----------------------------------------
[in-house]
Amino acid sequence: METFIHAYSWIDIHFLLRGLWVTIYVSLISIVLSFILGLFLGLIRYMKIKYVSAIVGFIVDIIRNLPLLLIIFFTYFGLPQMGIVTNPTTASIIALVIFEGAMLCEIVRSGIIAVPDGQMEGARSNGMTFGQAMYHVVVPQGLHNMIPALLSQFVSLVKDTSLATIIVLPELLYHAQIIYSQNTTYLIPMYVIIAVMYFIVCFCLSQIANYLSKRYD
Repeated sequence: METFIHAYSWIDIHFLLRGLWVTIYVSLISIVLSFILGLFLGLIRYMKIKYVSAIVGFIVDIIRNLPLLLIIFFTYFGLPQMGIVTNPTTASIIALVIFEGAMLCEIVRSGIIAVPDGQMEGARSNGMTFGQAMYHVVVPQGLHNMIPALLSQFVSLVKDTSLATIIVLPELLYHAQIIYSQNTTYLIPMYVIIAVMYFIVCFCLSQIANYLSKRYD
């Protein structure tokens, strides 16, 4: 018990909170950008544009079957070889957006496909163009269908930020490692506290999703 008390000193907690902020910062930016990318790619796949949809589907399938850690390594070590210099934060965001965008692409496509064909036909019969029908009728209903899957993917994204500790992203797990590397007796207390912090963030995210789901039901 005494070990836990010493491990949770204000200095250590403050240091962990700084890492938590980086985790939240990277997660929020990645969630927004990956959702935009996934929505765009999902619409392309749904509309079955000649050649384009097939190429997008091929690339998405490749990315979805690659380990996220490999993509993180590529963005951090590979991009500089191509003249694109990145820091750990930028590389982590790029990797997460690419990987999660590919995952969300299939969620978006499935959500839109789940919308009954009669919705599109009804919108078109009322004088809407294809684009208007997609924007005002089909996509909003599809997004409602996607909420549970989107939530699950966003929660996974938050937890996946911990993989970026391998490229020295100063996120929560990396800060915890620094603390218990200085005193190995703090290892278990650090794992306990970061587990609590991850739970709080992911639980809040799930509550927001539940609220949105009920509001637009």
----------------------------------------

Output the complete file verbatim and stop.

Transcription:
[in-house]
Amino acid sequence: METFIHAYSWIDIHFLLRGLWVTIYVSLISIVLSFILGLFLGLIRYMKIKYVSAIVGFIVDIIRNLPLLLIIFFTYFGLPQMGIVTNPTTASIIALVIFEGAMLCEIVRSGIIAVPDGQMEGARSNGMTFGQAMYHVVVPQGLHNMIPALLSQFVSLVKDTSLATIIVLPELLYHAQIIYSQNTTYLIPMYVIIAVMYFIVCFCLSQIANYLSKRYD
Repeated sequence: METFIHAYSWIDIHFLLRGLWVTIYVSLISIVLSFILGLFLGLIRYMKIKYVSAIVGFIVDIIRNLPLLLIIFFTYFGLPQMGIVTNPTTASIIALVIFEGAMLCEIVRSGIIAVPDGQMEGARSNGMTFGQAMYHVVVPQGLHNMIPALLSQFVSLVKDTSLATIIVLPELLYHAQIIYSQNTTYLIPMYVIIAVMYFIVCFCLSQIANYLSKRYD
């Protein structure tokens, strides 16, 4: 018990909170950008544009079957070889957006496909163009269908930020490692506290999703 008390000193907690902020910062930016990318790619796949949809589907399938850690390594070590210099934060965001965008692409496509064909036909019969029908009728209903899957993917994204500790992203797990590397007796207390912090963030995210789901039901 005494070990836990010493491990949770204000200095250590403050240091962990700084890492938590980086985790939240990277997660929020990645969630927004990956959702935009996934929505765009999902619409392309749904509309079955000649050649384009097939190429997008091929690339998405490749990315979805690659380990996220490999993509993180590529963005951090590979991009500089191509003249694109990145820091750990930028590389982590790029990797997460690419990987999660590919995952969300299939969620978006499935959500839109789940919308009954009669919705599109009804919108078109009322004088809407294809684009208007997609924007005002089909996509909003599809997004409602996607909420549970989107939530699950966003929660996974938050937890996946911990993989970026391998490229020295100063996120929560990396800060915890620094603390218990200085005193190995703090290892278990650090794992306990970061587990609590991850739970709080992911639980809040799930509550927001539940609220949105009920509001637009």